Industry defends farms over use of antibiotics

28 November, 2011

Agriculture experts have hit back at criticism over antibiotic use on farms, calling for stronger regulation within human treatment.


The NFU, Bpex and the 
Responsible Use of Medicine in Agriculture alliance (RUMA) have said legislation should focus more 
on doctors’ prescriptions than on farm animal treatments to tackle antimicrobial resistance (AMR).

Reacting to a call by Compassion in World Farming (CIWF), The Soil Association and Sustain to reduce antibiotic use on farms by 50% by 2015, RUMA said: “The report misses a great opportunity to help highlight the importance of both medical and veterinary practitioners working together to help preserve the 
efficacy of antimicrobials for both human and animal health.

”
The organisation stressed the rarity of transfers of resistant 
bacteria from animals to humans, and the importance of antibiotics 
to maintain food safety standards. 
“Safe food comes from healthy animals and antibiotics are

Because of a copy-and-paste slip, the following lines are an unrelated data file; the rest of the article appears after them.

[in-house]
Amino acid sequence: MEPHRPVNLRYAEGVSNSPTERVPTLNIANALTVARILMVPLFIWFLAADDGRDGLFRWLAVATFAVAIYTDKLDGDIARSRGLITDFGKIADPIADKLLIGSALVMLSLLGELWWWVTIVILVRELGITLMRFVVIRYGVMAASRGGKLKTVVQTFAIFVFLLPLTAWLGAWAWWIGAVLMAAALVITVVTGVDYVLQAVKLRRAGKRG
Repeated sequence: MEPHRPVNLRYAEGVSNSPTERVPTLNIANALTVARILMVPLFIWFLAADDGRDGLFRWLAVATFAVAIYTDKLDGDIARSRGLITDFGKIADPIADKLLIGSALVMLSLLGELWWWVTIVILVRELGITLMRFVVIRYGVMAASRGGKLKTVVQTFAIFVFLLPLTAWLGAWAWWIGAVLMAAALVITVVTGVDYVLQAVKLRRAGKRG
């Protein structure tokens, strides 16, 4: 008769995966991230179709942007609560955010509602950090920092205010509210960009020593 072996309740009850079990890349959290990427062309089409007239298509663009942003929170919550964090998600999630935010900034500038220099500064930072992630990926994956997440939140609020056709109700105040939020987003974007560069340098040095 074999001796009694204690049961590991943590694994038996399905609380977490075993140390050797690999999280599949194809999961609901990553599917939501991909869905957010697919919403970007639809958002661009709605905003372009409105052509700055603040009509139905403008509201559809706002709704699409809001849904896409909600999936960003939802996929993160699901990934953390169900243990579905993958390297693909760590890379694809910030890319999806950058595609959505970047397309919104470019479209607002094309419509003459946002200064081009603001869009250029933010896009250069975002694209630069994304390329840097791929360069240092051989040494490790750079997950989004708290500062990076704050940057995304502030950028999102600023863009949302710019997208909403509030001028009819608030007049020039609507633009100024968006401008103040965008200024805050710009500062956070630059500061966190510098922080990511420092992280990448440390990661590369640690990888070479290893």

essential to treat bacterial 
infection in Britain’s farm animals and pets, as they are for people,” RUMA added.


The NFU re-asserted its commitment to tackle AMR, but said the imposition of legal controls on the use of antimicrobials in animals would not solve the problem in humans. “This is a disproportionate response to the precautionary principle and is resulting in policy that is not evidence-based,” an NFU spokesperson said.


The NFU’s vice-president Gwyn Jones pledged to help Europe solve the issue after being elected vice-chairman of the Copa Animal Health and Welfare Working Group a few days ago. “But we must also put the issue into perspective,” he said. “There is a far greater problem in human medicine with the over-use and misuse of antibiotics. We must therefore ensure the spotlight is not disproportionately focused on livestock farmers and that any new regulations are evidence-based and science-led.”


Bpex, a member of the RUMA alliance, said the industry was aware of its responsibilities in relation to antibiotics, but added that antimicrobial treatments were used in compliance with EU rules, and only to treat animal diseases. “However, it is still important for livestock producers to be prudent with antibiotics and to be transparent with the public about their efforts to responsibly use them,” the organisation added.


Earlier this month, the European Commission unveiled an action 
plan aiming to reduce AMR by promoting appropriate use of antibiotics in all member states, as well as strengthening the regulatory framework on veterinary medicines and medicated feed.





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